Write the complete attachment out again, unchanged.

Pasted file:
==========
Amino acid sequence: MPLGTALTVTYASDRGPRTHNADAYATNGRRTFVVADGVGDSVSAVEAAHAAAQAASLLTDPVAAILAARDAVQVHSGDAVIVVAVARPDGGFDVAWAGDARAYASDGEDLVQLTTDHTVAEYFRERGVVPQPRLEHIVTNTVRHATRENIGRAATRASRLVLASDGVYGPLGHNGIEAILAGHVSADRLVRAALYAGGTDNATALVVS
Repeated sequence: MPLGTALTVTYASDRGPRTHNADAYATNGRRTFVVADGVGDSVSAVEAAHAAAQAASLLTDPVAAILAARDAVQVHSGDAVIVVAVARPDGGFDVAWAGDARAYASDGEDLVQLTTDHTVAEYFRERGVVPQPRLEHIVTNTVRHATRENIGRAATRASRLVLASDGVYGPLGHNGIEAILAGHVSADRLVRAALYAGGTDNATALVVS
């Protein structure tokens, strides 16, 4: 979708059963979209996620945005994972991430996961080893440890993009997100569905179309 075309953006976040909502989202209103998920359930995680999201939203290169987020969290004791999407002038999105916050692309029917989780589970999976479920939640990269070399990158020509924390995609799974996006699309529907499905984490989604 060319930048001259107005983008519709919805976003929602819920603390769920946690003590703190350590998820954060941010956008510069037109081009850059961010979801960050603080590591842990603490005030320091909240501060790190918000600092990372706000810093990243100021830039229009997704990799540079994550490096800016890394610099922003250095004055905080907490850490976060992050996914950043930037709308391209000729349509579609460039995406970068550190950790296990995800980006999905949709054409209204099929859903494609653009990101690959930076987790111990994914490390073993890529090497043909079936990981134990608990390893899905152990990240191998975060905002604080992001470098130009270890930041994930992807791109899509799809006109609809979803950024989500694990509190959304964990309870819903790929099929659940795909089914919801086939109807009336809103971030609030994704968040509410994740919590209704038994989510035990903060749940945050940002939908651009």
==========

Amino acid sequence: MPLGTALTVTYASDRGPRTHNADAYATNGRRTFVVADGVGDSVSAVEAAHAAAQAASLLTDPVAAILAARDAVQVHSGDAVIVVAVARPDGGFDVAWAGDARAYASDGEDLVQLTTDHTVAEYFRERGVVPQPRLEHIVTNTVRHATRENIGRAATRASRLVLASDGVYGPLGHNGIEAILAGHVSADRLVRAALYAGGTDNATALVVS
Repeated sequence: MPLGTALTVTYASDRGPRTHNADAYATNGRRTFVVADGVGDSVSAVEAAHAAAQAASLLTDPVAAILAARDAVQVHSGDAVIVVAVARPDGGFDVAWAGDARAYASDGEDLVQLTTDHTVAEYFRERGVVPQPRLEHIVTNTVRHATRENIGRAATRASRLVLASDGVYGPLGHNGIEAILAGHVSADRLVRAALYAGGTDNATALVVS
């Protein structure tokens, strides 16, 4: 979708059963979209996620945005994972991430996961080893440890993009997100569905179309 075309953006976040909502989202209103998920359930995680999201939203290169987020969290004791999407002038999105916050692309029917989780589970999976479920939640990269070399990158020509924390995609799974996006699309529907499905984490989604 060319930048001259107005983008519709919805976003929602819920603390769920946690003590703190350590998820954060941010956008510069037109081009850059961010979801960050603080590591842990603490005030320091909240501060790190918000600092990372706000810093990243100021830039229009997704990799540079994550490096800016890394610099922003250095004055905080907490850490976060992050996914950043930037709308391209000729349509579609460039995406970068550190950790296990995800980006999905949709054409209204099929859903494609653009990101690959930076987790111990994914490390073993890529090497043909079936990981134990608990390893899905152990990240191998975060905002604080992001470098130009270890930041994930992807791109899509799809006109609809979803950024989500694990509190959304964990309870819903790929099929659940795909089914919801086939109807009336809103971030609030994704968040509410994740919590209704038994989510035990903060749940945050940002939908651009």